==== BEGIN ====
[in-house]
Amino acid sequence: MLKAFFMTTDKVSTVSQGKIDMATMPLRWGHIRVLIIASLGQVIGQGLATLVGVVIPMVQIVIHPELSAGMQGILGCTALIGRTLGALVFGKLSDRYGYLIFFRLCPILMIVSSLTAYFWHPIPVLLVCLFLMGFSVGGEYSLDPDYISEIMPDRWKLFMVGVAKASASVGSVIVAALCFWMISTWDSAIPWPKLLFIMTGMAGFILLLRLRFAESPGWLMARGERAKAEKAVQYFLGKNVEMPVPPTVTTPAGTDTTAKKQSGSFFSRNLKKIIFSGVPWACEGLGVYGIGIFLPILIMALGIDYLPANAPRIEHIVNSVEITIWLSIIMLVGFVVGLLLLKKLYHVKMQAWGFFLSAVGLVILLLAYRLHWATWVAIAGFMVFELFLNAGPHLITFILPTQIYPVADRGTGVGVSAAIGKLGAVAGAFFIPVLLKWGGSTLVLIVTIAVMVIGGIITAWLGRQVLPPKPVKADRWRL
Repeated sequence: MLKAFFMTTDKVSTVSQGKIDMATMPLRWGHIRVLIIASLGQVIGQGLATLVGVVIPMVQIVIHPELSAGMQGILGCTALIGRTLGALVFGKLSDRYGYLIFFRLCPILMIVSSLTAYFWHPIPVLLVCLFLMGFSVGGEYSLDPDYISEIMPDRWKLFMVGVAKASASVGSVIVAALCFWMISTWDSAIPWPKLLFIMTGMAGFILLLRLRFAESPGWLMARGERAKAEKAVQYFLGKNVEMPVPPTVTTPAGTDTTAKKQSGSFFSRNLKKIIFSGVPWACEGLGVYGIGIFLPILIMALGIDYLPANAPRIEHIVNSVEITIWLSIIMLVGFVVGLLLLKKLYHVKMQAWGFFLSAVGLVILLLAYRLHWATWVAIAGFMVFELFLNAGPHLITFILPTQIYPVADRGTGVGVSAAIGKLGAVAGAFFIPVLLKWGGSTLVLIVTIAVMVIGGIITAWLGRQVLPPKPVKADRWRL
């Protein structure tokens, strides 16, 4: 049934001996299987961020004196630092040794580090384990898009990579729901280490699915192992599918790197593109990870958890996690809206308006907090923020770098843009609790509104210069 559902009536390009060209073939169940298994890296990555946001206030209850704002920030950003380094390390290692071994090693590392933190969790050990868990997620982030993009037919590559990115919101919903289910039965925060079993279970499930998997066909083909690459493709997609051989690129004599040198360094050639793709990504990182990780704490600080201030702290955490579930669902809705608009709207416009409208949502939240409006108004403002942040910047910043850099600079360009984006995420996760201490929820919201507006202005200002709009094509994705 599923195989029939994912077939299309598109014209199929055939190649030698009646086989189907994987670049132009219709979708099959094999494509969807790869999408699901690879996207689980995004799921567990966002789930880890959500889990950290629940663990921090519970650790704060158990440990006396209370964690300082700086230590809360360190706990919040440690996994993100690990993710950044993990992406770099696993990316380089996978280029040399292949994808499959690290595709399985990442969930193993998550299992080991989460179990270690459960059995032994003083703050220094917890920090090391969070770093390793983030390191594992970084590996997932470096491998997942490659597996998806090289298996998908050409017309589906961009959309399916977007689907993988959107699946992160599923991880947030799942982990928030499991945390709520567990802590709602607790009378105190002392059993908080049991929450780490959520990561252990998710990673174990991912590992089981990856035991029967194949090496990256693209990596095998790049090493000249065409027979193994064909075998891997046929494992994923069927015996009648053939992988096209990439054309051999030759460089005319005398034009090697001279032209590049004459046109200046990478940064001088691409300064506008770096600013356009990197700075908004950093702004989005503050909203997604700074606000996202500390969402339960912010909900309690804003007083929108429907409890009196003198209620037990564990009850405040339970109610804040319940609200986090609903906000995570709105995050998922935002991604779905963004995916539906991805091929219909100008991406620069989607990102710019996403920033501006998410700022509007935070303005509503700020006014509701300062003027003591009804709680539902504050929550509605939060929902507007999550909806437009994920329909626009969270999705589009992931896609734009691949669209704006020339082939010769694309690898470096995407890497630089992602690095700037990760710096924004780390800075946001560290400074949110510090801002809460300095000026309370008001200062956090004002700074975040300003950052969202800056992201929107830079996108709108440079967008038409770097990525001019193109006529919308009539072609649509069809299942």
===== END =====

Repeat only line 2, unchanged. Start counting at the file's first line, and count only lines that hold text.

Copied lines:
Amino acid sequence: MLKAFFMTTDKVSTVSQGKIDMATMPLRWGHIRVLIIASLGQVIGQGLATLVGVVIPMVQIVIHPELSAGMQGILGCTALIGRTLGALVFGKLSDRYGYLIFFRLCPILMIVSSLTAYFWHPIPVLLVCLFLMGFSVGGEYSLDPDYISEIMPDRWKLFMVGVAKASASVGSVIVAALCFWMISTWDSAIPWPKLLFIMTGMAGFILLLRLRFAESPGWLMARGERAKAEKAVQYFLGKNVEMPVPPTVTTPAGTDTTAKKQSGSFFSRNLKKIIFSGVPWACEGLGVYGIGIFLPILIMALGIDYLPANAPRIEHIVNSVEITIWLSIIMLVGFVVGLLLLKKLYHVKMQAWGFFLSAVGLVILLLAYRLHWATWVAIAGFMVFELFLNAGPHLITFILPTQIYPVADRGTGVGVSAAIGKLGAVAGAFFIPVLLKWGGSTLVLIVTIAVMVIGGIITAWLGRQVLPPKPVKADRWRL